Solanine concentrations can be high, especially in berries, and doses as small as 0.1 percent to 0.3 percent BW of silverleaf
nightshade berries are toxic.
Signs of poisoning include anorexia, salivation, abdominal pain, diarrhea, dilation of pupils, dullness, depression, weakness,
progressive paralysis, prostration and rarely death. Treatment generally is symptomatic and most animals quickly recover when
exposure is discontinued.
Ricinus communis (castor bean)
Castor bean is an ornamental or weed found mostly in southern states. Poisoning usually occurs when animals are fed concentrates
that are contaminated with castor-bean seeds. The toxin, ricin, inhibits protein synthesis (ribosome function) and also may
be antigenic, causing anaphylaxis in sensitive animals. The seeds or beans are highly toxic, especially to horses; 0.1 mg/kg
BW of well-chewed or ground seeds can be lethal.
Most animals develop clinical signs of poisoning 12 to 48 hours after ingestion. Signs include dull appearance, depression,
anorexia, thirst, weakness, colic, trembling, sweating, incoordination, difficult breathing, progressive CNS depression, fever,
bloody diarrhea, convulsions and death. Treatment is palliative to reduce absorption, including activated charcoal, cathartics
and supportive care. Poisoning often is fatal; many animals die without early intervention.
Convolvulus arvensis (field bindweed, morning glory — Photo 5)
Photo 5: Convolvulus arvensis (field bindweed, morning glory) is a noxious invasive perennial weed. It is prostrate, with
alternative leaves and white, funnel-shaped flowers. It has both seeds and extensive rhizome systems, making it difficult
Bindweed is an invasive, noxious weed that invades many pastures and paddocks. Horses grazing extensively on bindweed may
develop diarrhea, colic, gastrointestinal ulceration and intestinal thickening and fibrosis. The resinoid convolvulin and
several tropane alkaloids have been proposed as potential toxins. Little information is available on the required dose or
duration of exposure that will produce toxicity. Because poisoning appears to be irreversible, care should be taken to control
its spread, minimize its availability to horses and insure that other forages are available.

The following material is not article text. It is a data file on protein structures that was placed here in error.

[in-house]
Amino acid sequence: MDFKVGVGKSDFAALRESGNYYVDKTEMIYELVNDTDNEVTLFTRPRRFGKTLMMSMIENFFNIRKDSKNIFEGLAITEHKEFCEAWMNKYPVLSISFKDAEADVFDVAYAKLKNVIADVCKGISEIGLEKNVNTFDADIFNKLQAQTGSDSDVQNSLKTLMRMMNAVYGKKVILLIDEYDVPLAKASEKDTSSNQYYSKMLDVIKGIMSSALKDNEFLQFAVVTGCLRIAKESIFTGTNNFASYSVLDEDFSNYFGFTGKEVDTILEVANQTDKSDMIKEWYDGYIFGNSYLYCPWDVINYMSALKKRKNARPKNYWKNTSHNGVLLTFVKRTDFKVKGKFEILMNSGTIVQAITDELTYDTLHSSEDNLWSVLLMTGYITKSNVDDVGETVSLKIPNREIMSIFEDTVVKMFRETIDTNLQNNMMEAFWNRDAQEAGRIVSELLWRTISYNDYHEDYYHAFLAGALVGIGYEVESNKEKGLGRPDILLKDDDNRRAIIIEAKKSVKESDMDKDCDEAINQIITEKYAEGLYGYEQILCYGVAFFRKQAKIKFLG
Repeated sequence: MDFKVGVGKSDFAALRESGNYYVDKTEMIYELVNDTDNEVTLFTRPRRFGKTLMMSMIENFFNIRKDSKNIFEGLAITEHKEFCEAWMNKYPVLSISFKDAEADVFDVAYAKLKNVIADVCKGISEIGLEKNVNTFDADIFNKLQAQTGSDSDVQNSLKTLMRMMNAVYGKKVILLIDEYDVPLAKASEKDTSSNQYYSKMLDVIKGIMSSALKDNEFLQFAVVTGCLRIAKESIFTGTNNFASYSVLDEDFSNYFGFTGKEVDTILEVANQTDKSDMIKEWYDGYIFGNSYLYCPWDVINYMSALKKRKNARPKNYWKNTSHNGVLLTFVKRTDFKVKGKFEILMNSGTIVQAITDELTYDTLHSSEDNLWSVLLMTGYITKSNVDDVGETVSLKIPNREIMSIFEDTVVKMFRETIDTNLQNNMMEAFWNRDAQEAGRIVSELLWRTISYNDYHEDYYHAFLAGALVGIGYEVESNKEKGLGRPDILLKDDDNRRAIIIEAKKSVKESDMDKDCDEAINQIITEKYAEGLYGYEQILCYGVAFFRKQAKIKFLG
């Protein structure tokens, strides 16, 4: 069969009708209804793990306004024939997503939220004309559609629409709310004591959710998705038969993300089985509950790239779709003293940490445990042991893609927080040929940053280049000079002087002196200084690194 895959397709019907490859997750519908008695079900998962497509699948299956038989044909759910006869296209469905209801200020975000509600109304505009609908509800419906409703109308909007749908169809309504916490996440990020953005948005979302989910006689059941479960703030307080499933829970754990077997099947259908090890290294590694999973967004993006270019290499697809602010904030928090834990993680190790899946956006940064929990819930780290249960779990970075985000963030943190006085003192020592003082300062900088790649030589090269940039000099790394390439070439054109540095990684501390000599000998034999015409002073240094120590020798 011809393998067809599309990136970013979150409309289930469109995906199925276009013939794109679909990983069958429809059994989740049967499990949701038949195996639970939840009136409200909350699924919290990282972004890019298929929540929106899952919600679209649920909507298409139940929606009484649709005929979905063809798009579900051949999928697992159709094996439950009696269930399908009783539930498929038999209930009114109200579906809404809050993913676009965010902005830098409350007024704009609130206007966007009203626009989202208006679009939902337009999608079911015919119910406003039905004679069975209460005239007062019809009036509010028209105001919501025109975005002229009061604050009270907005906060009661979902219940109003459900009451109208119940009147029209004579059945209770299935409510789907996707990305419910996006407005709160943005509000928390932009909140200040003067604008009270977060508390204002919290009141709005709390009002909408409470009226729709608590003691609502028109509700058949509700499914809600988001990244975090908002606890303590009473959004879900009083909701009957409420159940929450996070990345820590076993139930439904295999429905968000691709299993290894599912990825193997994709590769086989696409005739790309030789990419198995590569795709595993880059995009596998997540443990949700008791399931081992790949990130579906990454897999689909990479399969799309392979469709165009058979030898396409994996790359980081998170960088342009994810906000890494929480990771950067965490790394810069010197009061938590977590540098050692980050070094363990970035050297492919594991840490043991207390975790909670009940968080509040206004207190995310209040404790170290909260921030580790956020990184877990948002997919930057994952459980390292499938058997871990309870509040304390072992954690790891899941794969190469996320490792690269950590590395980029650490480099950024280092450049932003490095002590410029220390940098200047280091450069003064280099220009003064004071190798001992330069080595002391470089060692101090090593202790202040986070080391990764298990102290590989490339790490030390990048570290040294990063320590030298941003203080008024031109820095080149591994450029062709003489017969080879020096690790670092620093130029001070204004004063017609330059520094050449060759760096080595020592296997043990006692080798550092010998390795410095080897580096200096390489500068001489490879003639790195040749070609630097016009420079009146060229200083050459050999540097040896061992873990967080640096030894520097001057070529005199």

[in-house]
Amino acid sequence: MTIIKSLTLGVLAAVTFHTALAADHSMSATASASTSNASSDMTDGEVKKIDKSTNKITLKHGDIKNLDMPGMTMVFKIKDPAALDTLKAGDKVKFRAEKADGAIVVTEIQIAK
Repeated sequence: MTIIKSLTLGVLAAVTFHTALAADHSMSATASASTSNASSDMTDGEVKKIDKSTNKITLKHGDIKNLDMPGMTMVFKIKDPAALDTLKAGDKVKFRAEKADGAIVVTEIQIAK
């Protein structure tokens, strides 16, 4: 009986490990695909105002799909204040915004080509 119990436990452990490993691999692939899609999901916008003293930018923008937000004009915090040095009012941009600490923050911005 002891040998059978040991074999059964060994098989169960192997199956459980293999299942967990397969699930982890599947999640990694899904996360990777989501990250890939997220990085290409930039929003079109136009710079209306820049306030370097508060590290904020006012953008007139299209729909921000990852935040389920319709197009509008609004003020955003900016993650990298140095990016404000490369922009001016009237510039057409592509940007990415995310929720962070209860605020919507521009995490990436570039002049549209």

Juglans nigra (black walnut).
J. cinerea (butternut).
J. regia (English walnut).
Walnut shavings (>20 percent) used for bedding consistently causes laminitis in horses. Some also develop digestive problems.
Signs of laminitis develop in just over eight hours of exposure (depression, anorexia, stocking up, colic). Most animals recover
if exposure is discontinued.
Additional precautions to minimize absorption and minimize the effects of laminitis include washing legs, cooling fluids,
hoof wraps and pads and possibly anti-inflammatory agents.
Berteroa incana (hoary alyssum — Photo 6)
Photo 6: Berteroa incana (hoary alyssum) is a European weed that grows along roads and waste areas throughout North America.
It is an erect, branching annual that grows up to 1 m tall. The alternating leaves are narrow and smooth and the stems are
haired. Flowers are white and produce round, flattened seed pods that contain brown seeds.
Hoary alyssum is found in many northern states and Canada. It commonly grows in disturbed areas and can invade pastures and
hay fields. Most poisoning occurs in prepared and dried hay, within hours after exposure. Horses develop fever, distal limb
edema (stocking up), colic, bloody diarrhea, laminitis, abortion, dystocia, anorexia, dehydration and death. Post-mortem changes
are those of laminitis.
Treatment includes removing exposure, treating for laminitis and monitoring pregnant mares for abortion.